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Sportway R1 or R1+ recommended for The Endurance Road Rally Championship 2010
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The Endurance Road Rally Championship 2010 promoted by the Salisbury and Shaftesbury Car Club

New Endurance Tyre Tested – November 2009

Sportway supplied a quantity of their new specification R1 tyres for a comprehensive test at Worthy Farm - the scene of many punctures on the 2009 Great Bustard Rally.

Dave Smith, Mike Turner and Paul Heal brought along their Endurance Rovers and were joined by Owen & Jamie Turner, Martin Clark and Matt Fowle who all did some of the driving.

For comparison purposes a set of carefully chosen unused original spec Sportway R1 tyres and some Firestone F580C van tyres were used.

Despite the best efforts of everyone they found it very difficult to puncture any of the tyres. Paul Heal is still recovering from watching Jamie Turner drive his car having been instructed “Try to ruin the tyres!!” Eventually, one of the 2009 specification Sportway tyres did succumb to the abuse.

And the verdict? – “The new 2010 spec Sportway seemed as robust as the Firestone F580C and better than the best of the 2009 Sportways.”

The Championship Organisers now recommend the 2010 specification Sportway R1 and thank Sportway for their efforts in strengthening this tyre. For 2010 the championship will run to List 4 for tyres. It is hoped that crews using the new Sportway will prove it is now a tyre that is up to the job. For 2011 the championship will look to re-introduce a control tyre based on the performance of all tyres used in 2010.

Competitors should be aware that the Silverstone S505 (buffed, marked Lombard) may not be allowed on all events due to risk of damage to roads. Checks will be made at scrutineering to ensure that these tyres are buffed to the approved profile and carry the correct marking. You are strongly advised to check with event organisers before committing to the Silverstone tyre.

Below is Matt Fowle’s comprehensive report on the Tyre Test Day

The Endurance Rally Tyre Test Day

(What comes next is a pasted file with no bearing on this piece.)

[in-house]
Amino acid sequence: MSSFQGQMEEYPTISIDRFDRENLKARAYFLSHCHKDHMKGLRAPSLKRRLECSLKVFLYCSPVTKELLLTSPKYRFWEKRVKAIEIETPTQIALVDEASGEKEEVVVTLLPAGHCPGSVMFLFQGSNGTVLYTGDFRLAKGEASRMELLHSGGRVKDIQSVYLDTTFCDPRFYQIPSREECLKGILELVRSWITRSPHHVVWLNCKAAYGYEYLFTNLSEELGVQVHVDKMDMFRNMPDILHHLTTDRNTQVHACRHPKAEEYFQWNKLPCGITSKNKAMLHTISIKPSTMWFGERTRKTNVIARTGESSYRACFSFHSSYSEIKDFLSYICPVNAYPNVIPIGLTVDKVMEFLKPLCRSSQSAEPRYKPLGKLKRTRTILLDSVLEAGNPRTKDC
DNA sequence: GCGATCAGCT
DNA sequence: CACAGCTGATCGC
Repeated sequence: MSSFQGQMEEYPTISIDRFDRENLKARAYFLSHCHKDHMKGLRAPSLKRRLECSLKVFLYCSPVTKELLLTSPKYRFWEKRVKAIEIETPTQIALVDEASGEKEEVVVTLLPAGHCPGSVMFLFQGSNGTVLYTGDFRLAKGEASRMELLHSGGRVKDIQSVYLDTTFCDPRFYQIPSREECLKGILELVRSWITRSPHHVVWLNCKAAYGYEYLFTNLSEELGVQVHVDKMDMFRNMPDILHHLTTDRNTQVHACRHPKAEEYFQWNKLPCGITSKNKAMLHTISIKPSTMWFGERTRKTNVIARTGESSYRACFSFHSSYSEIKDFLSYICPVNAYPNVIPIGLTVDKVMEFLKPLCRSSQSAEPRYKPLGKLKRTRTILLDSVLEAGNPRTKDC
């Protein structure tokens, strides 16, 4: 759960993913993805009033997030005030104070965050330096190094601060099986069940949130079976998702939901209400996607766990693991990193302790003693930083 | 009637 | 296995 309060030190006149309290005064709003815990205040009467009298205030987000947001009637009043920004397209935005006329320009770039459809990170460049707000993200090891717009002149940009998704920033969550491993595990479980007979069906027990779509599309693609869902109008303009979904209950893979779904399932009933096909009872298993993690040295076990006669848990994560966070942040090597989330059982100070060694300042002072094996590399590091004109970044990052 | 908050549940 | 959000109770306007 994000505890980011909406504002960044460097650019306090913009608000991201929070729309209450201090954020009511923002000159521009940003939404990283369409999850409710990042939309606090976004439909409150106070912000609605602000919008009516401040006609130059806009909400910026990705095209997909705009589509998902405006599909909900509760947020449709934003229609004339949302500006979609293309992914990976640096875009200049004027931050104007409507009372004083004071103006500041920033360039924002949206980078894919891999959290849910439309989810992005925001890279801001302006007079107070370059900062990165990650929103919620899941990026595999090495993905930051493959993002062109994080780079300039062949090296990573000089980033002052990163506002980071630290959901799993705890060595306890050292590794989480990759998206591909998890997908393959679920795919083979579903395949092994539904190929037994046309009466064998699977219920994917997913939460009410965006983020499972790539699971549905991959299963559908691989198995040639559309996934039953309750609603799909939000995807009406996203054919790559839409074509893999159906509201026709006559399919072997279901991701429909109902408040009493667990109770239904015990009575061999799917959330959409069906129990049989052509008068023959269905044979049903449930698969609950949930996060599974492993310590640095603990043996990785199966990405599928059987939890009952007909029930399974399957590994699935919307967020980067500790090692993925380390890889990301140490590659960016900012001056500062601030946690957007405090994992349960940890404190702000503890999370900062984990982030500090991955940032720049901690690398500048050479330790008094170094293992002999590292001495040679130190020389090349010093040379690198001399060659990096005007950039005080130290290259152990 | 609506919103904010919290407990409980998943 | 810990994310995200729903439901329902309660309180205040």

Sportway tyres have modified their moulds for the R1 tyre to try and resolve the puncture problems suffered by many crews in the '09 championship. The new tyre now has a much thicker side wall made possible by the new moulds that can now be used with reinforced van carcases. Sportway supplied the championship with some of these tyres for evaluation. To test the tyres they were taken to Worthy Farm the scene of many a puncture on the Great Bustard rally in 2009.

To gain any value from the test we also tested the old Sportway tyre and to give a bench mark a set of the Firestone F580C van tyres. As those of you who used Sportways in 2009 will know they varied in quality and strength. It would have been all too easy to pick four poor Sportways to make the new tyres look good however from the Rover Centres stock the four best tyres were selected. This would give the best indication if the new improved tyre was in fact any better than the old tyre.

Three Rovers were used for the test (belonging to Paul Heal, Dave Smith and Mike Turner). The three cars were each set to different suspension settings. Dave’s car was set to fully hard, Paul’s car normal settings and Mike’s car fully soft. Paul and Dave drove their own cars and Martin Clark drove Mike’s car. The testing was over seen by Owen Turner, Jamie Turner and Matthew Fowle.

The Tests

1. The first test was carried out over a 1.2 mile circuit taking in the rough old railway line. Each car did 5 laps in both directions with each set of tyres. This was repeated with the tyres at three different pressures 35, 30 and 25 psi. Much to our surprise there were no punctures. Finally Owen and Jamie drove the cars with the brief to be as hard on the tyres as possible. Still no punctures.

2. The testing then moved to another part of the site and used a part of track with large rocks sticking out of the surface. At each end of this section of track two freshly graded areas with sharp tennis ball size stones were used for turning around barrels. With the tyres still at 25psi the cars were driven up and down the track and around the barrels. The drivers were instructed to hit the rocks sticking out of the surface as hard as possible one of which stuck out with a 75mm square edge. They were also asked to under steer around the barrels to put as much load on the side walls as possible. Again all the tyres stood up to this test.

3. The next test involved driving the cars up on to a 150mm triangular brick to pinch the tyre on to the rim. All three tyres passed this test. Then the cars were driven up on to the brick such that they slip off the side to try and rip the side wall. The new Sportway and Firestone survive this test unmarked. The old sportway was damaged by this test with the rubber being stripped off the side down to the canvas of the carcase.

4. The final test was carried with Owen, Jamie and Matthew driving the cars over the track and Barrel test. This was to see the only failure of the day with one of the old Sportways getting a side wall puncture.


Despite the roughness of the tracks and some very tough tests everyone present was surprised how well all three tyre types stood up to the test. It shows that if you were very lucky and got the best of the old Sportways then you would have a robust tyre up to endurance rallying.

The Firestone tyre, as proved in 2008, is strong enough for endurance rallying although maybe not as good as Sportways for grip on wet muddy tracks. The new Sportway would seem to be as robust as the Firestone and better than the best of the old Sportways.

Pressure wise, as you would expect, the lower the pressure the better the grip but with the heavier cars like Rovers 30psi is possibily as low as you should go. With the lighter car like Novas and 106s you should be safe to go down to 25psi.